Impartiality questions[edit]

On 17 December 2010, Garzón challenged five of the seven Supreme Court justices that could be appointed to judge him for his activities in respect of the exhumation of Franco victims.[44]

He alleges that Juan Saavedra, Adolfo Prego Oliver, Joaquin Giménez, Francisco and Juan Ramon Berdugo Monterde should be disqualified from officiating in any way because they have participated in pre-trial activities and thus may have an interest in the outcome that might affect their impartiality. These five judges have intervened in the investigation of the case, and the defence claims that consequently – and according to a strict interpretation of the principle of nemo iudex in causa sua – such intervention demonstrates these five judges an indirect interest in the outcome of the process.

The background to this case is that conservative opinion generally asserts that "the dictatorship" is past, and exhuming its less savoury activities is injurious to modern Spanish political interests (as may be Garzón's extraterritorial attempts to accuse foreign nationals of crimes against humanity).

Certainly founding members of the People's Party, such as Manuel Fraga, were members of Franco's government, and there may be a fear that the more aggressively socialist opposition may wish to use these exhumations to imply thereby the intentions of modern Spanish political leaders may be less than entirely democratic, and that established political entities may seek to influence the course of justice (for example – between 2005 and 2010 – when the PP and PSOE denied the Spanish Senate the necessary majority to approve fresh judges for the Constitutional Court of Spain)[45]

Banco Santander corruption allegation[edit]

The allegation is that Garzón dropped (adjourned sine die) a case against the director of Santander, Emilio Botín, in return for sponsorship by the bank of some university courses delivered in New York by Garzón between 2005 and 2006.[46]

This appeal to the Supreme Court follows a charge previously closed by the criminal court on 27 November 2006, since the alleged 1.2 million euro fee was deemed by the lower court to be in fact 216,000 euros, which was not paid to Garzón, but to the university foundation.[47]

The Supreme Court investigating judge insisted that there was clear evidence of wrongdoing involving some US$2.5 million, but, because the complaint was originally laid on 12 June 2009, but the last payment was made in May 2006 the three-year statute of limitations relating to the Supreme Court had been exceeded by 25 days.[48] It was not clear why the case, previously archived by a provincial court on 27 November 2006 was not referred back to the lower court where a 15-year statute of limitations applies provided there is disclosure of 'further and better evidence' which might then lead to a jury trial.[editorializing]

This Supreme Court corruption case against Garzón was closed[49] on 13 February 2012, on the next-but-one working day after Garzón's conviction for bugging the Gürtel corruption suspects.

Supreme Court trial[edit]

On 9 February 2012, the Supreme Court ruled that judge Baltasar Garzón was guilty of illegally ordering the placement of wiretaps in jailhouses to record conversations between inmates and their lawyers in a case of corruption. Under Spanish law, such wiretaps are only expressly permitted for terrorism cases and the legality of their use in other cases is more vague. The Supreme Court also barred Garzón from the legal profession for 11 years. The court said: "Garzón's methods are typical of totalitarian countries, without any respect of the right of defence."[50] Since Garzon can not appeal the charges, his career as a judge is likely to have ended.[51] He was also fined €2,500.[52] People protested the trial and ruling outside the court with banners calling for "justice" and photos of the people said to have been killed by the Franco regime.[53] Many other judges also came out in support of Garzón.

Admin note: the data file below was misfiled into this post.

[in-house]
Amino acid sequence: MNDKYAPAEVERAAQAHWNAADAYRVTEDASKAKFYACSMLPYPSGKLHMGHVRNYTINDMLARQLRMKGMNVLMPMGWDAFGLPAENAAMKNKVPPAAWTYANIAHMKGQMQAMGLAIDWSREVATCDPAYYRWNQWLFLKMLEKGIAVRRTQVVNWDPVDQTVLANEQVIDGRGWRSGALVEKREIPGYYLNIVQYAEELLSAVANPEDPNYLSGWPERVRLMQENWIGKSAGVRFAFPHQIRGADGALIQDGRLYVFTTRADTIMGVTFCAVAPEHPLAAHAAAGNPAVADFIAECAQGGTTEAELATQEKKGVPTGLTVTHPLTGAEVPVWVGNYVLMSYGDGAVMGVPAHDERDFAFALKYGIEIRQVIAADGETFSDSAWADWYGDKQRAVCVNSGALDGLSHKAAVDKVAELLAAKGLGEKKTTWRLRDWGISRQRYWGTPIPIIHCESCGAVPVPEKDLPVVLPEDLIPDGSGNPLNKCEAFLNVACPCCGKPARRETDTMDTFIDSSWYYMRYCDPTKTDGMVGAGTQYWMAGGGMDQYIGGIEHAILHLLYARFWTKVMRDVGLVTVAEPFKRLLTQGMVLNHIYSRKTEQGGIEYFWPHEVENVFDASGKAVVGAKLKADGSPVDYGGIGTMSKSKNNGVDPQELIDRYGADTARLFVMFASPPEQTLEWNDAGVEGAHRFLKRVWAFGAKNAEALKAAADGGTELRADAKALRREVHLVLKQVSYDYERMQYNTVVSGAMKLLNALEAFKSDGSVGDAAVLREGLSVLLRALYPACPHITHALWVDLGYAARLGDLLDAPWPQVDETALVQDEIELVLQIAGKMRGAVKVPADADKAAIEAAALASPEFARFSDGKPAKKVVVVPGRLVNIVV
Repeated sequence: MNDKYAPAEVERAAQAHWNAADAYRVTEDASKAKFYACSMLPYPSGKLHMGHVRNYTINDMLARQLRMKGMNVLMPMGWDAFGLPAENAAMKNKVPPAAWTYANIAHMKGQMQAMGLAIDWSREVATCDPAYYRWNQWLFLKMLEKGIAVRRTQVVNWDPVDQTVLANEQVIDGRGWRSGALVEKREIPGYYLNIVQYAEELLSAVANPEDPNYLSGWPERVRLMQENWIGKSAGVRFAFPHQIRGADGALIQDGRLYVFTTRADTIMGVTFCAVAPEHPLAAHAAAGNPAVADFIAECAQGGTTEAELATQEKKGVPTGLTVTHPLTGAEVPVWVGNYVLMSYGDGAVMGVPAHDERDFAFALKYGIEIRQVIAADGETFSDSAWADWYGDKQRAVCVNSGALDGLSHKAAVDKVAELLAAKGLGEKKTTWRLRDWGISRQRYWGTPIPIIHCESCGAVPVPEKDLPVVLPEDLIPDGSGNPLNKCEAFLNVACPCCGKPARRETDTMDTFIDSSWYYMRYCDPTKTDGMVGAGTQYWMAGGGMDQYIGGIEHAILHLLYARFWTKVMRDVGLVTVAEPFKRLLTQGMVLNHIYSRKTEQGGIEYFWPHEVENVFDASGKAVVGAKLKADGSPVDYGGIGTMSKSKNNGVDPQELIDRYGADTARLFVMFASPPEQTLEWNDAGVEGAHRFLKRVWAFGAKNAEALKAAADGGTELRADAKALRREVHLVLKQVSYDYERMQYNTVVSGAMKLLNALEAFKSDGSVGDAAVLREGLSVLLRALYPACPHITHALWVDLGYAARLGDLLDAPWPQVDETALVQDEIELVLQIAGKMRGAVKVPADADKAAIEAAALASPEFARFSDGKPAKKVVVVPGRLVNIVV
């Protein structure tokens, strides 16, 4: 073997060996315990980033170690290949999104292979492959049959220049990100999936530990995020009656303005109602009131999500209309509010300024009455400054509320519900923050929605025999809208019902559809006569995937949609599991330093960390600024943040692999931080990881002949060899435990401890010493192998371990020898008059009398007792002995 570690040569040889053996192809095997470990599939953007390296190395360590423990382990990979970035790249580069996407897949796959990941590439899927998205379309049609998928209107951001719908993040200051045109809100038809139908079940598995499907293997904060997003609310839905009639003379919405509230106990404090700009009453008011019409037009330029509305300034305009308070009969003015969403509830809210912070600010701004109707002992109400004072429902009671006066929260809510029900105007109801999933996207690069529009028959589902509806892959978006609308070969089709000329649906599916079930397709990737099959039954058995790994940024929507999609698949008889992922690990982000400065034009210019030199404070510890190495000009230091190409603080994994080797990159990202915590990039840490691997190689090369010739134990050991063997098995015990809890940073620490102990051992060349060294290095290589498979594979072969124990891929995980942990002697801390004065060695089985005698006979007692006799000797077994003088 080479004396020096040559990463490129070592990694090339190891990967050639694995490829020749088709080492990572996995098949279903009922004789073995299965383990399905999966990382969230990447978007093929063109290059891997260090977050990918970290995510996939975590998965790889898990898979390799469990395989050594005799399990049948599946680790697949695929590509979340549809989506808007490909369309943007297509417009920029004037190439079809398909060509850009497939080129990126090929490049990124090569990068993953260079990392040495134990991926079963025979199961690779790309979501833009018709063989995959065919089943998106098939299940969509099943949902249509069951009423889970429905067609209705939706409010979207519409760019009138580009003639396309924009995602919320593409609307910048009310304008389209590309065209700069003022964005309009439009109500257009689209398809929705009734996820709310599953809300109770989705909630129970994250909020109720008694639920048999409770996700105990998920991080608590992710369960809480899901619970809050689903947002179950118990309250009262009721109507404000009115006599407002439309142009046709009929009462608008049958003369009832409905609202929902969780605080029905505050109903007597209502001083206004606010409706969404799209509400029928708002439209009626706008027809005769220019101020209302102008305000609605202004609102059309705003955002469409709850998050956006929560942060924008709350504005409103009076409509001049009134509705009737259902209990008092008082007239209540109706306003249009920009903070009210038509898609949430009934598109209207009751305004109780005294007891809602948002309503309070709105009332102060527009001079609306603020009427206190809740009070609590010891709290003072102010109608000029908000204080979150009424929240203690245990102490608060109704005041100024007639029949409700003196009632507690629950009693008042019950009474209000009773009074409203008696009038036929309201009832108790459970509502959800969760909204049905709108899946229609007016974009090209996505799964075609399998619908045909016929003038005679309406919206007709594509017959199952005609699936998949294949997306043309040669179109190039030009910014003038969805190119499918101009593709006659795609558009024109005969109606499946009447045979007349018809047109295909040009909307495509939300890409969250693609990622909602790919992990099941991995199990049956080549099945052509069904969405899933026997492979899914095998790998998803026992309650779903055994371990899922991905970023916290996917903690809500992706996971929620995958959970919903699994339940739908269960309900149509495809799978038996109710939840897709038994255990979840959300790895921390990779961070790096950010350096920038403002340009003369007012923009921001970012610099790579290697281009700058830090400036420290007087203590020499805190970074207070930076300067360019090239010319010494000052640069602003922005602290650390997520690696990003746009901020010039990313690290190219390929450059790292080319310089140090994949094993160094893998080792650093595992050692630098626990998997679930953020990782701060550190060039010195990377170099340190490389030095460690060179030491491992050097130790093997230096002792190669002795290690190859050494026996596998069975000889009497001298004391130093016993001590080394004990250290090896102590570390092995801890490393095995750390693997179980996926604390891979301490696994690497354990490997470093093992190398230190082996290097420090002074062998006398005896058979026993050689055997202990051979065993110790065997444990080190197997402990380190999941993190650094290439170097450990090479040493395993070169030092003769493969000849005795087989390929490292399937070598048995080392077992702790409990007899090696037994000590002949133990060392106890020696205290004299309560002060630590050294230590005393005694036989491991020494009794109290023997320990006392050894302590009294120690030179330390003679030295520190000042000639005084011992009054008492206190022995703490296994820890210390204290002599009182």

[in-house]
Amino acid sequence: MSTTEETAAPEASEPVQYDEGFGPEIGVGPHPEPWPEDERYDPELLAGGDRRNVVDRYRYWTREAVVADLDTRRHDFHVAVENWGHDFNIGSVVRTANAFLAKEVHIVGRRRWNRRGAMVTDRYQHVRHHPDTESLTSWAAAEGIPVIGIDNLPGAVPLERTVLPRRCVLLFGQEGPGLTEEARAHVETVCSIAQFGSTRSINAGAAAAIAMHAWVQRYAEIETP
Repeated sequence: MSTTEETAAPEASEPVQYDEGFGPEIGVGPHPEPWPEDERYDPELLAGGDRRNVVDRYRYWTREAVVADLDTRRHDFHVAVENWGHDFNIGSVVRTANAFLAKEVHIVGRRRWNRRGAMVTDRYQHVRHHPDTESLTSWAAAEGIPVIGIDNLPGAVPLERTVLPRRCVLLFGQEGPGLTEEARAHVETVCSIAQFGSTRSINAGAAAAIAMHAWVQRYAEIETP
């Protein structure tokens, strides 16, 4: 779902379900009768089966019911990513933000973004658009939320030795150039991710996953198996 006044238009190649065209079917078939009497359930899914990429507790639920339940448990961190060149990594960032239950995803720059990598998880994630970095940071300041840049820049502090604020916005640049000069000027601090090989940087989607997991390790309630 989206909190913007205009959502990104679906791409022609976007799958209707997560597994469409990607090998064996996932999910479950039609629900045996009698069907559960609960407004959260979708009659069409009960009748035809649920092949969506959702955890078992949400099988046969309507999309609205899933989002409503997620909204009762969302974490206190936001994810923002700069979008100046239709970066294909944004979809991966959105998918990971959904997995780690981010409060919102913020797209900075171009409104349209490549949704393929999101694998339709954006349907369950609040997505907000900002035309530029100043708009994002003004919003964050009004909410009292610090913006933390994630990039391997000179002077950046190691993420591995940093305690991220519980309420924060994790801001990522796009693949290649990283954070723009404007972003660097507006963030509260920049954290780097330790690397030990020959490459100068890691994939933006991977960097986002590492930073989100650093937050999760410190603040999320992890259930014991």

Given the severity of the accusations against the Supreme Court, a large number of persons and institutions issued statements in support of the ruling. The progressive Judges for Democracy association stated that "The Supreme Court and any other criminal court can only be asked to apply the law and respect the presumption of innocence. This must be both in determining the facts and in interpreting the norm. Whether or not one agrees with the Court's decision and the interpretation on which it is founded, we must state that the Supreme Court has ruled in this context and should not be disqualified as such an institution for it.[54] Margarita Robles, member of the General Council of the Judiciary and former Subsecretary of State with the socialist government, said that the Supreme Court ruling was "legally impeccable" and had been produced as part of a procedure "with all the guarantees."[55] It was later revealed that the Supreme Court had made a mistake in sentencing by overlooking the fact the Garzón had been suspended for nearly a year in the period 2010/2011 solely on the basis of his pending trial on a charge relating to his investigation of Francoist atrocities, a charge on which he was subsequently cleared.[56]

Allegations of politicisation of the judiciary[edit]

In June 2010, Garzón was recruited as a consultant to the ICC.[citation needed]

At the end of October 2010, the re-election of Judge Juan Saavedra to the Spanish Supreme Court Penal Division reactivated the three judicial processes against Garzón. The re-appointment of a right-wing judge may have suggested to the Spanish legal authorities that the complaints had sufficient weight to merit continuing the domestic process despite the rulings in the European Court of Human Rights cited above.[57]